Grouping of Cards – When we designed double-faced cards initially, we designed them such that you would get a double-faced card and then a single-faced card that you put into your deck that would summon the double-faced card. We ended up changing the mechanic because, at the time, we could only be guaranteed a 90% success rate of the two cards appearing together in a pack. Future technology would get that up to 100%. What could we do if we knew two cards always came together in a booster?
Relational Groupings – Imagine if we could program a booster pack such that it always had a certain percentage of various qualities. Current technology allows us to roughly control that with a single quality (what R&D calls the "as-fan"), but imagine that technology being able to perfectly control various elements and even have them share levels in conjunction with one another. We could build boosters that come thematically connected or have boosters that mix and match cards from different sets.
Flexible Rules Text – Imagine having a card that has unique rules text based on other qualities found in the booster pack. This would allow cards to have a flexibility never seen before, where a card's identity was formed not just by what it was but by what it associated with.
The design team dove deep and came up with all kinds of really cool and interesting cards. Unstable doesn't have any of those, though, as we got a little too ahead of technology. Even though the set took many years to finally make it to print, none of our grandiose ideas were viable at the time the set was printed. I like to think of this as having been advance work on the fourth Un- set.
Our early experimentation did end up with something you all will see, though: the world and resulting tone of the design. We knew going in that we wanted this Un- set to have a cohesive creative treatment to take advantage of all our skills at worldbuilding. With digital printing we were making combos and mashing card elements together. We felt like mad scientists, and came up with the idea of a world filled with mad science. Steampunk had been on our short list for many years and there was no indication Magic was going to do it any time soon, so we embraced it as the backdrop of our set.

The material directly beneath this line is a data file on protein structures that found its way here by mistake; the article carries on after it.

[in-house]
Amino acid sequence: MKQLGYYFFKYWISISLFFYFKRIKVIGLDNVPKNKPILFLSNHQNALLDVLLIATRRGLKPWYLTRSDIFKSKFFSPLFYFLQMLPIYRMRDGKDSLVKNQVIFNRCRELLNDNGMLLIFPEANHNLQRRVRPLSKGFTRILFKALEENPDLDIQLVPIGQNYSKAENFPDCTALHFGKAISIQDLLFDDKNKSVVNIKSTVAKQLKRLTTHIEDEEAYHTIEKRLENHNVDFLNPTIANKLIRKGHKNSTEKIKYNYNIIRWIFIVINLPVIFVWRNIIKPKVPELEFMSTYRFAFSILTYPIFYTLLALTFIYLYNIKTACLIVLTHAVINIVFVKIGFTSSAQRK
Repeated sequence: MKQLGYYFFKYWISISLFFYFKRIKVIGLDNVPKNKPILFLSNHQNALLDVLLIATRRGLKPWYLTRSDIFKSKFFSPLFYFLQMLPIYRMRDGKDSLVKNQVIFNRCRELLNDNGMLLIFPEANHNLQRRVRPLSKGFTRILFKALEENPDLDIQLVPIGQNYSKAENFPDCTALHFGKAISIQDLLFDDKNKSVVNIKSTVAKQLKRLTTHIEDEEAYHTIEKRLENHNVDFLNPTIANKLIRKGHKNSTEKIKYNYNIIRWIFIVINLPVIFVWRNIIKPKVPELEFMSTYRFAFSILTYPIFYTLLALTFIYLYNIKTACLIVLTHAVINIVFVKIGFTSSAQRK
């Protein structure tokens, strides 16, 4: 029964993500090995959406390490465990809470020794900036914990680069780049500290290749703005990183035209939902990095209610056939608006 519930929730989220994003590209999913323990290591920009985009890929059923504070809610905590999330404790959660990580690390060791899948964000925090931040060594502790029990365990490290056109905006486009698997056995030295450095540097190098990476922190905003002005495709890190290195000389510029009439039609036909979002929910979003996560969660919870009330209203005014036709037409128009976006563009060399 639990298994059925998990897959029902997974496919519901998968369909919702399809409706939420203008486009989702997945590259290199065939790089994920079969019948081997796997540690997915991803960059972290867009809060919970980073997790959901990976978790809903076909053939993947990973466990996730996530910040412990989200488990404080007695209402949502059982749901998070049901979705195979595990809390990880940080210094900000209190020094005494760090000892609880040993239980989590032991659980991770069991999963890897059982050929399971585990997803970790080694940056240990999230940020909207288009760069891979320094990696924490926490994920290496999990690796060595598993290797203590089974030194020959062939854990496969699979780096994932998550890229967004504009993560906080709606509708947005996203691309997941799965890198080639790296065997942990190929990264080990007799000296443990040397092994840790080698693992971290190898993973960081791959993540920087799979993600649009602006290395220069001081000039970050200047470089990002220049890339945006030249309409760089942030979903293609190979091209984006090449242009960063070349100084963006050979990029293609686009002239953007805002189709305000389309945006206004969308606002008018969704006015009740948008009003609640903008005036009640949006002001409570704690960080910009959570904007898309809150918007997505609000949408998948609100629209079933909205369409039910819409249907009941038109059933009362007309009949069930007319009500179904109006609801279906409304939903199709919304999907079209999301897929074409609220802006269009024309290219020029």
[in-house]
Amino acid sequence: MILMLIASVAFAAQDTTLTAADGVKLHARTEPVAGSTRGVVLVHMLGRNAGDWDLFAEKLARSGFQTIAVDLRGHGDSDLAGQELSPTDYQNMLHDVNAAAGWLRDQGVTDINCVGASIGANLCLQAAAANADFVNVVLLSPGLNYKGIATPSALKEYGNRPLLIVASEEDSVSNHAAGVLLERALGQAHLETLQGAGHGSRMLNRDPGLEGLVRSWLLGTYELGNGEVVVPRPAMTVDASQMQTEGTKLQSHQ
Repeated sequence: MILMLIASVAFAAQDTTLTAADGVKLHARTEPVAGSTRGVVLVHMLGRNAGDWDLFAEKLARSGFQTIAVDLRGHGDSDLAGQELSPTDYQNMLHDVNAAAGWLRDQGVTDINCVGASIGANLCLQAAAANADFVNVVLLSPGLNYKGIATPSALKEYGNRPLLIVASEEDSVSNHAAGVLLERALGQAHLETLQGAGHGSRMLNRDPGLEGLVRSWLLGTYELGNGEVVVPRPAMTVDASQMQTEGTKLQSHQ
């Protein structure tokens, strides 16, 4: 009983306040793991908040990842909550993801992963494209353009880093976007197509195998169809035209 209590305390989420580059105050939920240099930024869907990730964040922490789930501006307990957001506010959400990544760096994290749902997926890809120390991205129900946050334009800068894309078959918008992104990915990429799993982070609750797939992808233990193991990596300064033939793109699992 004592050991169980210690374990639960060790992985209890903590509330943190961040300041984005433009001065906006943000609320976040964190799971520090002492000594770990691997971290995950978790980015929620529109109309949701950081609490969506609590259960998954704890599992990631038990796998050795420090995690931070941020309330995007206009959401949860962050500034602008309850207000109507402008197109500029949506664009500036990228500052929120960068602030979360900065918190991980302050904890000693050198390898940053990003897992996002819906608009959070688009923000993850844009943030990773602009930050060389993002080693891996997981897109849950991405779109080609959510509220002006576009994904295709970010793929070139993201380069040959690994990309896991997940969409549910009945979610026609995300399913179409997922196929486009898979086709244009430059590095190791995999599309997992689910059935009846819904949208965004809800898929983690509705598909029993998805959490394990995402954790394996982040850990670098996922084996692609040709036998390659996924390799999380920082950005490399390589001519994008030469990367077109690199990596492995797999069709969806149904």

Obviously, Kaladesh would pop into existence a few years later. Magic Origins needed a home plane for Chandra, and a technology-themed world matched her outfit. The initial worldbuilding went over so well that we audibled into visiting the world a year later. This conflict would be one of the things that would later delay the release of Unstable. (I'll share more on this in future weeks.)
Once we embraced a steampunk world of mad scientists, there was a pink elephant in the room. This card:
Back in 2007, we'd made a set called Future Sight that had timeshifted cards in a weird futuristic frame from possible Magic futures. The plan was for us to occasionally print these cards to show that certain potential futures had to come to pass. One of these cards was called Steamflogger Boss, and it was created by the design team as a joke. It referenced things not currently in the game with made-up terminology. We just thought it was humorous and had no plans of following through, but then Aaron Forsythe made a huge tactical error. In a column (Aaron wrote the development column at the time), Aaron admitted it was just a joke and "assembling contraptions" wasn't something we ever planned to do. (Trivia: an earlier version of the card "erected monuments.")